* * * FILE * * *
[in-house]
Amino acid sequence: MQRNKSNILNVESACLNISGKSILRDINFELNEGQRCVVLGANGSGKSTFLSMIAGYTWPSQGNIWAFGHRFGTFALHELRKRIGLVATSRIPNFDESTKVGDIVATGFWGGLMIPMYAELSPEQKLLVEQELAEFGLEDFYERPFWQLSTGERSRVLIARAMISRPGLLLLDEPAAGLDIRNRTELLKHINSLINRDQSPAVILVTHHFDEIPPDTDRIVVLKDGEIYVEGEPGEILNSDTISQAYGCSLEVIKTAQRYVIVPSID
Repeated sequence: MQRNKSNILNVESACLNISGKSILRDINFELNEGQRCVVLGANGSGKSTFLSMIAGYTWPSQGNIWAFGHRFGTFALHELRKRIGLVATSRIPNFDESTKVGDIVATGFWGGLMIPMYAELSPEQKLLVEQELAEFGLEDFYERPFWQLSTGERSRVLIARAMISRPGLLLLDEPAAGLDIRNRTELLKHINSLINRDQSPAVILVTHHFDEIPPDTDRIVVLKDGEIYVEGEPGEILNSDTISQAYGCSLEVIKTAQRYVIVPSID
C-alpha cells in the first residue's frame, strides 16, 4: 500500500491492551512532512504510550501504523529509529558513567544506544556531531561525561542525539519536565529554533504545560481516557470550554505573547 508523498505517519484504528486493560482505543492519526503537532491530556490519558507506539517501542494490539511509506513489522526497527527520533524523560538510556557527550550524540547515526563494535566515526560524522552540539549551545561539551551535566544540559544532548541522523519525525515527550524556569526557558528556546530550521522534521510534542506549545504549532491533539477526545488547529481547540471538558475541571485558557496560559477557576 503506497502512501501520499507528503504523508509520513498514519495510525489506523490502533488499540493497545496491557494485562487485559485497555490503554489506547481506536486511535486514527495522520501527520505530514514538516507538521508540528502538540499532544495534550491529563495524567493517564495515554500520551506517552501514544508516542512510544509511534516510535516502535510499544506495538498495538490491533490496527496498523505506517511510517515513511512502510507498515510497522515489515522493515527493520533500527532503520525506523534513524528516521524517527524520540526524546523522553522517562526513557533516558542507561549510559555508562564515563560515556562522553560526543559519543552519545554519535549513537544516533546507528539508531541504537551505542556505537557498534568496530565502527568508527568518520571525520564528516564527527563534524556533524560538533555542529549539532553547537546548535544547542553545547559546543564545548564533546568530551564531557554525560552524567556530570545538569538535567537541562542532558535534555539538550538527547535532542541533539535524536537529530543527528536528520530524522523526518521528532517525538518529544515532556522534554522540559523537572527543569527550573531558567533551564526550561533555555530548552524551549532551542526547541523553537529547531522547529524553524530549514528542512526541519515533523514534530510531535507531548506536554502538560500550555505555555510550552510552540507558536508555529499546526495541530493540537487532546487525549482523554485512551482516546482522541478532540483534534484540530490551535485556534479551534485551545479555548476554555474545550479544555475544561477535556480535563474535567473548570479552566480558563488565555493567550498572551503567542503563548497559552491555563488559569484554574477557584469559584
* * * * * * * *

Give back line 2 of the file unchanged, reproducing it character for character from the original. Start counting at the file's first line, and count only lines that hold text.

Amino acid sequence: MQRNKSNILNVESACLNISGKSILRDINFELNEGQRCVVLGANGSGKSTFLSMIAGYTWPSQGNIWAFGHRFGTFALHELRKRIGLVATSRIPNFDESTKVGDIVATGFWGGLMIPMYAELSPEQKLLVEQELAEFGLEDFYERPFWQLSTGERSRVLIARAMISRPGLLLLDEPAAGLDIRNRTELLKHINSLINRDQSPAVILVTHHFDEIPPDTDRIVVLKDGEIYVEGEPGEILNSDTISQAYGCSLEVIKTAQRYVIVPSID